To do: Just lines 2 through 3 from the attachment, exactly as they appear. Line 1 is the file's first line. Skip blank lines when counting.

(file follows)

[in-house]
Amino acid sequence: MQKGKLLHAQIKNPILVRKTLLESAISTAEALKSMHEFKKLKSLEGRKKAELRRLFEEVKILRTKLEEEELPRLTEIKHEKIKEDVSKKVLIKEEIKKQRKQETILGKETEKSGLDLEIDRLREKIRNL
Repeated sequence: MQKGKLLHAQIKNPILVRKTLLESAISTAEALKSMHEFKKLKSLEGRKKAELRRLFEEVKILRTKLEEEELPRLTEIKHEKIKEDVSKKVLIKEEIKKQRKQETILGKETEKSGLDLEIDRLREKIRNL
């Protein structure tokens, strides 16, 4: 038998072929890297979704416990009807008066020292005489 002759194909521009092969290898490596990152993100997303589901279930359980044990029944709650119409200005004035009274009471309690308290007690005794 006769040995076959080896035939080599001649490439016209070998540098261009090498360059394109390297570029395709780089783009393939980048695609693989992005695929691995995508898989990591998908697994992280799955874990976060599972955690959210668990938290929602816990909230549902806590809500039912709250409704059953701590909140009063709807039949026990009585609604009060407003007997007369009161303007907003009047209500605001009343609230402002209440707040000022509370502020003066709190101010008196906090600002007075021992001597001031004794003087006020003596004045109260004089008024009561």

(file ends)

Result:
Amino acid sequence: MQKGKLLHAQIKNPILVRKTLLESAISTAEALKSMHEFKKLKSLEGRKKAELRRLFEEVKILRTKLEEEELPRLTEIKHEKIKEDVSKKVLIKEEIKKQRKQETILGKETEKSGLDLEIDRLREKIRNL
Repeated sequence: MQKGKLLHAQIKNPILVRKTLLESAISTAEALKSMHEFKKLKSLEGRKKAELRRLFEEVKILRTKLEEEELPRLTEIKHEKIKEDVSKKVLIKEEIKKQRKQETILGKETEKSGLDLEIDRLREKIRNL